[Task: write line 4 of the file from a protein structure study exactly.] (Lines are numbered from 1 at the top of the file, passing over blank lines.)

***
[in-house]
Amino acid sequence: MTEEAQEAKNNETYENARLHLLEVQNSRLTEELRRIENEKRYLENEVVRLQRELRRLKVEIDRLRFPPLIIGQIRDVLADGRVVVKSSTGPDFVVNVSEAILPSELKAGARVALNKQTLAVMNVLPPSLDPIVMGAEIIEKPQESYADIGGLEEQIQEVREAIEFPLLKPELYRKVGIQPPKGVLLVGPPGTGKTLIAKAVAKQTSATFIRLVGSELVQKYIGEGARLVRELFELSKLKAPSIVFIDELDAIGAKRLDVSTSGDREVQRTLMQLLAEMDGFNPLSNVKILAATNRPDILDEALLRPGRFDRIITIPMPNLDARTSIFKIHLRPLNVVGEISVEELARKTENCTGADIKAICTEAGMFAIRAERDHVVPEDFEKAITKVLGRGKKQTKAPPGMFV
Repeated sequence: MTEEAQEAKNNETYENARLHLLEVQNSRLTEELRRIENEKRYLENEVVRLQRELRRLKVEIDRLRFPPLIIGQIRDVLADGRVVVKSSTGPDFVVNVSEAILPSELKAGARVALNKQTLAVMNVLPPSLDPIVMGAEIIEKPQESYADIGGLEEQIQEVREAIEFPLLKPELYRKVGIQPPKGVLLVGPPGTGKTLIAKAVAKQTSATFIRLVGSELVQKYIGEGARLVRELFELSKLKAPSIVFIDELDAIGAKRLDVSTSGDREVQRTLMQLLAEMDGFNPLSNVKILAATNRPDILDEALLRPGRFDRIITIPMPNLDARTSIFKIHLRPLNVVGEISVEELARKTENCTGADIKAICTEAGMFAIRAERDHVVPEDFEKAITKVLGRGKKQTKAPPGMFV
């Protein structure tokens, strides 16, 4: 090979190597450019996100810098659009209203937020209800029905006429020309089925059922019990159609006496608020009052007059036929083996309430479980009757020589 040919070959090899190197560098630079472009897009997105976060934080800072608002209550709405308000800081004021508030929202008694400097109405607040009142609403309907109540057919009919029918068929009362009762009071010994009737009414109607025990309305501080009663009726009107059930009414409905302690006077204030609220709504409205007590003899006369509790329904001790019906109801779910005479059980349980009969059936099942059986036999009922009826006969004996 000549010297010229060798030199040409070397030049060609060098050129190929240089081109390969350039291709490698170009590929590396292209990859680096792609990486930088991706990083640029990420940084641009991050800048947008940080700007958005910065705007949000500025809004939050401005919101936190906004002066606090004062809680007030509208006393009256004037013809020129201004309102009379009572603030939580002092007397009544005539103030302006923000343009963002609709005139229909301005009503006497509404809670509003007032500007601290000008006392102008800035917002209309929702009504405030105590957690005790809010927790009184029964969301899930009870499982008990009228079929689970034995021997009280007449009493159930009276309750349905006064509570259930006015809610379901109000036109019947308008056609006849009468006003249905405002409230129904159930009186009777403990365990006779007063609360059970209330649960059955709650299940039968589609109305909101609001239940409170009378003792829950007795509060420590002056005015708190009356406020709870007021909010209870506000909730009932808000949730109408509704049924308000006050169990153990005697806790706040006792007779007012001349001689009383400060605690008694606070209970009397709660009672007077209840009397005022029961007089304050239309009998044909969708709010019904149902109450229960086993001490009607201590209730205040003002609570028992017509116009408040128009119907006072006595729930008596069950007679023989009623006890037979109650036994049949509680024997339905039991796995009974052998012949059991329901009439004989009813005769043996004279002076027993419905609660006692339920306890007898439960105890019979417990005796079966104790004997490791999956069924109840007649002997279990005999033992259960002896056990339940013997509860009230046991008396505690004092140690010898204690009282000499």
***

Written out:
């Protein structure tokens, strides 16, 4: 090979190597450019996100810098659009209203937020209800029905006429020309089925059922019990159609006496608020009052007059036929083996309430479980009757020589 040919070959090899190197560098630079472009897009997105976060934080800072608002209550709405308000800081004021508030929202008694400097109405607040009142609403309907109540057919009919029918068929009362009762009071010994009737009414109607025990309305501080009663009726009107059930009414409905302690006077204030609220709504409205007590003899006369509790329904001790019906109801779910005479059980349980009969059936099942059986036999009922009826006969004996 000549010297010229060798030199040409070397030049060609060098050129190929240089081109390969350039291709490698170009590929590396292209990859680096792609990486930088991706990083640029990420940084641009991050800048947008940080700007958005910065705007949000500025809004939050401005919101936190906004002066606090004062809680007030509208006393009256004037013809020129201004309102009379009572603030939580002092007397009544005539103030302006923000343009963002609709005139229909301005009503006497509404809670509003007032500007601290000008006392102008800035917002209309929702009504405030105590957690005790809010927790009184029964969301899930009870499982008990009228079929689970034995021997009280007449009493159930009276309750349905006064509570259930006015809610379901109000036109019947308008056609006849009468006003249905405002409230129904159930009186009777403990365990006779007063609360059970209330649960059955709650299940039968589609109305909101609001239940409170009378003792829950007795509060420590002056005015708190009356406020709870007021909010209870506000909730009932808000949730109408509704049924308000006050169990153990005697806790706040006792007779007012001349001689009383400060605690008694606070209970009397709660009672007077209840009397005022029961007089304050239309009998044909969708709010019904149902109450229960086993001490009607201590209730205040003002609570028992017509116009408040128009119907006072006595729930008596069950007679023989009623006890037979109650036994049949509680024997339905039991796995009974052998012949059991329901009439004989009813005769043996004279002076027993419905609660006692339920306890007898439960105890019979417990005796079966104790004997490791999956069924109840007649002997279990005999033992259960002896056990339940013997509860009230046991008396505690004092140690010898204690009282000499």